In the business world, enterprise resource planning software keeps costs down and productivity up. Should districts follow suit?
Enterprise resource planning software does what school leaders have always wanted their computer systems to do: It sees all. By integrating every IT application an organization has—from purchasing and inventory control to payroll—ERPs create a single unified system.
Not only does this give IT managers a holistic view to what's happening in the enterprise, it also lets them track in one place the purchase, installation, and maintenance of every item the district owns. Like any software product, ERPs come with a lot of baggage attached, particularly when it comes to time and resources needed for deployment and maintenance. To help you assess the pros and cons, T&L has compiled this list of essential considerations.
1. Does a centralized ERP solution make sense for your district?
According to Ray Wang, principal analyst with Forrester Research, the answer is yes. "All school districts have some kind of finance and purchasing systems," he says. "Add in human resources and payroll and you can see why every district could benefit from an ERP solution."
However, "I don't think all districts should adopt ERP software," says Philip Brody, chief technology officer/assistant superintendent of Clark County School District (CCSD) in Las Vegas.
"Choosing whether to buy an ERP solution is not based on district size, because some ERP packages are designed for smaller environments," Brody says. "Rather, it's a question of the resources and personnel a district is willing and able to commit to the project." In the case of CCSD—the fifth-largest district in the country serving 293,000 students—all three final ERP bidders "estimated that 23 to 26 full-time staff members would be needed over a year and a half, and that we would occasionally need a few additional people for tasks like testing."
For the record, CCSD installed a Sun Microsystems–based SAP ERP system.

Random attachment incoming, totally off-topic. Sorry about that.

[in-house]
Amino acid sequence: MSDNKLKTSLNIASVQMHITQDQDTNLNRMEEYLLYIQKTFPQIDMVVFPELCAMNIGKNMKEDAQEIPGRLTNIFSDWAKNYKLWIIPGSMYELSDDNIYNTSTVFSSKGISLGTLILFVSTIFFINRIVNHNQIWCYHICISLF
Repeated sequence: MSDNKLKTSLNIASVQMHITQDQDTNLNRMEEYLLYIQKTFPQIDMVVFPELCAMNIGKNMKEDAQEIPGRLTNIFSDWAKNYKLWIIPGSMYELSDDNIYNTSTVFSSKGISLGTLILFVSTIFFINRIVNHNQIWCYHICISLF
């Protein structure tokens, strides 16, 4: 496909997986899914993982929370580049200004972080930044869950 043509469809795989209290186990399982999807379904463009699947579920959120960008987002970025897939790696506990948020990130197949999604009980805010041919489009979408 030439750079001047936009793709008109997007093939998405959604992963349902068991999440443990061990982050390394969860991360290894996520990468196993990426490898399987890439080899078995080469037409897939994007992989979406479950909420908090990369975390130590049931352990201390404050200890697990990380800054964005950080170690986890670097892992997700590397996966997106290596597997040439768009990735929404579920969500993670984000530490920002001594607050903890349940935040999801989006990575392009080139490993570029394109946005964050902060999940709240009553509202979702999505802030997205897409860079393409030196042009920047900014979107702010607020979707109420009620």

2. How much do ERPs cost?
ERP systems are not cheap. For instance, Florida's Palm Beach County School District paid $25 million to install a PeopleSoft ERP platform, according to Computerworld. Be warned: Some of these millions may have to cover after-installation consultants, such as the one the PBCSD had to hire to remedy ERP-caused payroll problems.
If you're as big as the PBCSD, then the millions of dollars required to buy and implement an ERP solution are feasible. But what if you're a smaller district with shallower pockets?
In this case, the answer may be to forming a consortium with neighboring districts to share the cost of a single ERP solution, Wang says. "In this way, each consortium member gets the benefit of using ERP but only pays a percentage of the cost to buy and run it," he says. Such consortia can help smaller districts get better prices on their purchases by buying in volumes large enough to win manufacturer and distributor discounts.
3. What are some of the implementation challenges?
For starters, there's the issue of time. "You should plan to take 6 to 12 months to fully implement an ERP system," Wang says. "Larger, more complex districts may need more time than that. Vendors such as Lawson and SAP have done this for clients."
Brody likens the demands of an ERP implementation to the man-eating plant in the film, Little Shop of Horrors. "They require a lot of human and IT resources to implement, integrate, and then maintain," Brody wrote in a 2005 article (see "ERP Resources"). "There always seems to be something that has to be done; they always seem to be yelling, 'Feed me!'"
A case in point: CCSD purchased a storage area network (SAN) with 3.5 TB to support its ERP. At first, the ERP installers said this would be sufficient for several years' storage, then came back six months later and asked for 3.5 TB more. Besides storage, school districts may also have to upgrade and expand other components of their network to support ERP software. Be sure to ask for detailed systems specs from potential vendors before agreeing to any of their bids.
4. What's the bottom line?
ERP systems are expensive to buy, implement, and maintain. Yet over time they have the potential to pay for themselves thanks to the streamlined systems management, purchasing control, and efficiency they provide. In this way, an ERP system is like a good marriage: You have to invest a lot in time and effort, but you get a lot in return.
James Careless is a freelance journalist based in Ottawa, Canada.
NetSuite (opens in new tab)
The ABCs of ERP
Higher Education ERP: Lessons Learned
Surviving an ERP Implementation: Notes from the Field, by Philip Brody
(School CIO is owned by T&L's parent company.)